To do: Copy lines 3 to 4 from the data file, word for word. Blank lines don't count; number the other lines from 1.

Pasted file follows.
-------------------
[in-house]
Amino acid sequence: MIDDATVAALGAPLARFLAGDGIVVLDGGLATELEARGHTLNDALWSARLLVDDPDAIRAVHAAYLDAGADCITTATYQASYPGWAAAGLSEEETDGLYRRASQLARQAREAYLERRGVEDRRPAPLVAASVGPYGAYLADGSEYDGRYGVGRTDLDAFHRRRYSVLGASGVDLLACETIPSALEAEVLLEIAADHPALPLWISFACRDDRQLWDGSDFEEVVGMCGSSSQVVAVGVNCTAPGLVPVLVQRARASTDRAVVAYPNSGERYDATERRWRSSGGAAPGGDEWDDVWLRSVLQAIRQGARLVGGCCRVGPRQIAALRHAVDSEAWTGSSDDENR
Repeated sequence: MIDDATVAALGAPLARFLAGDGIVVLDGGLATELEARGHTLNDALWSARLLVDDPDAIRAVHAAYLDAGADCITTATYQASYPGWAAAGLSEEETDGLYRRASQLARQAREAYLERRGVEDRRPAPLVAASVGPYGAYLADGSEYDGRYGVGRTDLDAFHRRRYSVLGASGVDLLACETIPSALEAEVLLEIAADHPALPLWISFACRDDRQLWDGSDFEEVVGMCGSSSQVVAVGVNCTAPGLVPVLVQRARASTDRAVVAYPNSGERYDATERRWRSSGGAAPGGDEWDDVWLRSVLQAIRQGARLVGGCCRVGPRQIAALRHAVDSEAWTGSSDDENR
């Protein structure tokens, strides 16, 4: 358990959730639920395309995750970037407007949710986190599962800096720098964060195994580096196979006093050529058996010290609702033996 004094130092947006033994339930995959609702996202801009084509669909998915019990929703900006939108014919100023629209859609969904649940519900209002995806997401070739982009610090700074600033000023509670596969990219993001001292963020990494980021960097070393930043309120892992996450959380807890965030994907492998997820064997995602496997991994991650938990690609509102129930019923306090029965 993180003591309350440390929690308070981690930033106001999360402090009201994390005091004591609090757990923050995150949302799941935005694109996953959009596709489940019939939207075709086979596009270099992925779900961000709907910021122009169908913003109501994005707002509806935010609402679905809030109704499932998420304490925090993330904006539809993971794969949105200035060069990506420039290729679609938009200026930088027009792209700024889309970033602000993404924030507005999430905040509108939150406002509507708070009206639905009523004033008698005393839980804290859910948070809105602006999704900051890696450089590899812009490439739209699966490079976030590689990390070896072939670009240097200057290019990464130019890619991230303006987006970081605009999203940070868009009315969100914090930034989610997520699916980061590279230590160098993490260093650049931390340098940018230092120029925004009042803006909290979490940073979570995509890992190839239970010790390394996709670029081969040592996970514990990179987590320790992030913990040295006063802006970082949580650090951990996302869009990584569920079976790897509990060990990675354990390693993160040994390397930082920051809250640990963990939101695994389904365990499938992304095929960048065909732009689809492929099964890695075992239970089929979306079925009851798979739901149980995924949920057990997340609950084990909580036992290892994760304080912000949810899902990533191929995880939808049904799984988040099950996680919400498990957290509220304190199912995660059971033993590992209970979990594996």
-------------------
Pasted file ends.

Repeated sequence: MIDDATVAALGAPLARFLAGDGIVVLDGGLATELEARGHTLNDALWSARLLVDDPDAIRAVHAAYLDAGADCITTATYQASYPGWAAAGLSEEETDGLYRRASQLARQAREAYLERRGVEDRRPAPLVAASVGPYGAYLADGSEYDGRYGVGRTDLDAFHRRRYSVLGASGVDLLACETIPSALEAEVLLEIAADHPALPLWISFACRDDRQLWDGSDFEEVVGMCGSSSQVVAVGVNCTAPGLVPVLVQRARASTDRAVVAYPNSGERYDATERRWRSSGGAAPGGDEWDDVWLRSVLQAIRQGARLVGGCCRVGPRQIAALRHAVDSEAWTGSSDDENR
């Protein structure tokens, strides 16, 4: 358990959730639920395309995750970037407007949710986190599962800096720098964060195994580096196979006093050529058996010290609702033996 004094130092947006033994339930995959609702996202801009084509669909998915019990929703900006939108014919100023629209859609969904649940519900209002995806997401070739982009610090700074600033000023509670596969990219993001001292963020990494980021960097070393930043309120892992996450959380807890965030994907492998997820064997995602496997991994991650938990690609509102129930019923306090029965 993180003591309350440390929690308070981690930033106001999360402090009201994390005091004591609090757990923050995150949302799941935005694109996953959009596709489940019939939207075709086979596009270099992925779900961000709907910021122009169908913003109501994005707002509806935010609402679905809030109704499932998420304490925090993330904006539809993971794969949105200035060069990506420039290729679609938009200026930088027009792209700024889309970033602000993404924030507005999430905040509108939150406002509507708070009206639905009523004033008698005393839980804290859910948070809105602006999704900051890696450089590899812009490439739209699966490079976030590689990390070896072939670009240097200057290019990464130019890619991230303006987006970081605009999203940070868009009315969100914090930034989610997520699916980061590279230590160098993490260093650049931390340098940018230092120029925004009042803006909290979490940073979570995509890992190839239970010790390394996709670029081969040592996970514990990179987590320790992030913990040295006063802006970082949580650090951990996302869009990584569920079976790897509990060990990675354990390693993160040994390397930082920051809250640990963990939101695994389904365990499938992304095929960048065909732009689809492929099964890695075992239970089929979306079925009851798979739901149980995924949920057990997340609950084990909580036992290892994760304080912000949810899902990533191929995880939808049904799984988040099950996680919400498990957290509220304190199912995660059971033993590992209970979990594996």